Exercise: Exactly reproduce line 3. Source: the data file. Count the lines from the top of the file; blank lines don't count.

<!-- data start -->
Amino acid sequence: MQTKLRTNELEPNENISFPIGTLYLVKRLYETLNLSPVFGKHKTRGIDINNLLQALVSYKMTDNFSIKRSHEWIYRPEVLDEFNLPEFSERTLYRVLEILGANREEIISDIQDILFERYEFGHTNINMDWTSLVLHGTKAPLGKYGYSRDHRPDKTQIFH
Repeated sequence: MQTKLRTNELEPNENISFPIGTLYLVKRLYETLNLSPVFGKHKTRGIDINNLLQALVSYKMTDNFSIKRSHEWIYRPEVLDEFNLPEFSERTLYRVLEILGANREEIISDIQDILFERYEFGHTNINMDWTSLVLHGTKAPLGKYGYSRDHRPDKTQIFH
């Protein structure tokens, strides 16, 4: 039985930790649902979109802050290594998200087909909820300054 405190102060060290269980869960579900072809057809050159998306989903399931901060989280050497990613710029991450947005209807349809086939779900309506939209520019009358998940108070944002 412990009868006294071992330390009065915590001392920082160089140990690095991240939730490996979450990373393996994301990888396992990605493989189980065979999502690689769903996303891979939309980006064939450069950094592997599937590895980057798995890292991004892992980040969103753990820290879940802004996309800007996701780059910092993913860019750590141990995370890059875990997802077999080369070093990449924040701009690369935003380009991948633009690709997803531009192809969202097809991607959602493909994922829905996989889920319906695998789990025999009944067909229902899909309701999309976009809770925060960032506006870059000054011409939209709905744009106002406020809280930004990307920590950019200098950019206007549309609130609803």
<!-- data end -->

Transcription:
């Protein structure tokens, strides 16, 4: 039985930790649902979109802050290594998200087909909820300054 405190102060060290269980869960579900072809057809050159998306989903399931901060989280050497990613710029991450947005209807349809086939779900309506939209520019009358998940108070944002 412990009868006294071992330390009065915590001392920082160089140990690095991240939730490996979450990373393996994301990888396992990605493989189980065979999502690689769903996303891979939309980006064939450069950094592997599937590895980057798995890292991004892992980040969103753990820290879940802004996309800007996701780059910092993913860019750590141990995370890059875990997802077999080369070093990449924040701009690369935003380009991948633009690709997803531009192809969202097809991607959602493909994922829905996989889920319906695998789990025999009944067909229902899909309701999309976009809770925060960032506006870059000054011409939209709905744009106002406020809280930004990307920590950019200098950019206007549309609130609803």